“But under the new General Data Protection Regulation policy that takes effect on May 25th, surely you’re breaching the rules unless you inform your new contacts about how you’re planning to use the information?

“In fact, as you have exchanged personal data at a business event, it’s clear that both parties can reasonably expect their new contact will be in touch at a later date – otherwise why would you have handed over your business card?

“So in this situation, under GDPR you wouldn’t need to request permission to use the contact details, and you can rely on the fact your new contacts must have been interested in hearing from you by virtue of them giving you their details.”

Mr Davies said technically the new rules would require you to provide a full description of how you were planning to use the information, but common sense should be applied.

“If you’re hosting an exhibition stand at the networking event and collecting business cards from delegates, you’d be wise to display a statement that explains you may use the details later. If you don’t have a stand, maybe ask your new contact if they’d like to be included on your mailing list as they hand over their card – you need to make sure they realise that you may be in touch.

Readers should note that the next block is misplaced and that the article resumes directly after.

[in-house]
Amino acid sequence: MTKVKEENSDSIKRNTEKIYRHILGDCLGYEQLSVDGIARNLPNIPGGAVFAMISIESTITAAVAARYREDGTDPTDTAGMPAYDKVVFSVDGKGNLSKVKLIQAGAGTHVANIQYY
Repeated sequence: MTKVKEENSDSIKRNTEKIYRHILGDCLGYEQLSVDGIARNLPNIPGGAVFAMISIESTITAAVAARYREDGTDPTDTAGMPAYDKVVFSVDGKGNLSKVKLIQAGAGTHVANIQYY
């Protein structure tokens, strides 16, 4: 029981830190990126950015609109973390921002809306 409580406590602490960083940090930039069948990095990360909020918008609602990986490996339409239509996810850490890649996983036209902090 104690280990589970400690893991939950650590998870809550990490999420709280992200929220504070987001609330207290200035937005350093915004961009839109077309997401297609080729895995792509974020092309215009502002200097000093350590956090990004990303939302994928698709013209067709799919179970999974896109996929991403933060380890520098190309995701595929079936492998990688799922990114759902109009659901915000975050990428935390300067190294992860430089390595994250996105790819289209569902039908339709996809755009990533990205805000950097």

“Then when you first make contact following the event, ensure there’s a clear link to your privacy notice, and always remind your contacts that they have the right to opt out of any further marketing communications.

“The new GDPR rules are complicated and will apply to all businesses, regardless of their size or sector, but when it comes to face-to-face networking, there is room for more flexibility given the setting where it happens.”

Thursday, 29 March 2018

Tom takes on a new role at law firm

A Shropshire legal assistant has taken on a new role at a local law firm after impressing the management team with his hard work and dedication.

Tom Wickstead initially had a work experience placement at Martin-Kaye Solicitors in Euston Way, Telford, while he was still at school.

And then, after leaving Bangor University with his law degree, he spent seven years working for the National Health Service, before returning to Martin-Kaye as a legal assistant in the domestic conveyancing team.

Now, he will be assisting one of the firm’s Partners, Andrew Oranjuik, and his colleague Sara Brumwell with civil litigation, professional negligence and commercial litigation cases. Tom will also be involved in debt recovery operations.

Mr Oranjuik said: “We have been extremely impressed with Tom’s commitment and his attitude, and we felt this new role was the perfect opportunity for him to build on his already strong skills and expand his knowledge of different areas of law.

“He will work closely with senior members of the team who are all keen to share their extensive experience with him, in order to help him develop his legal career and build a strong future in the industry.”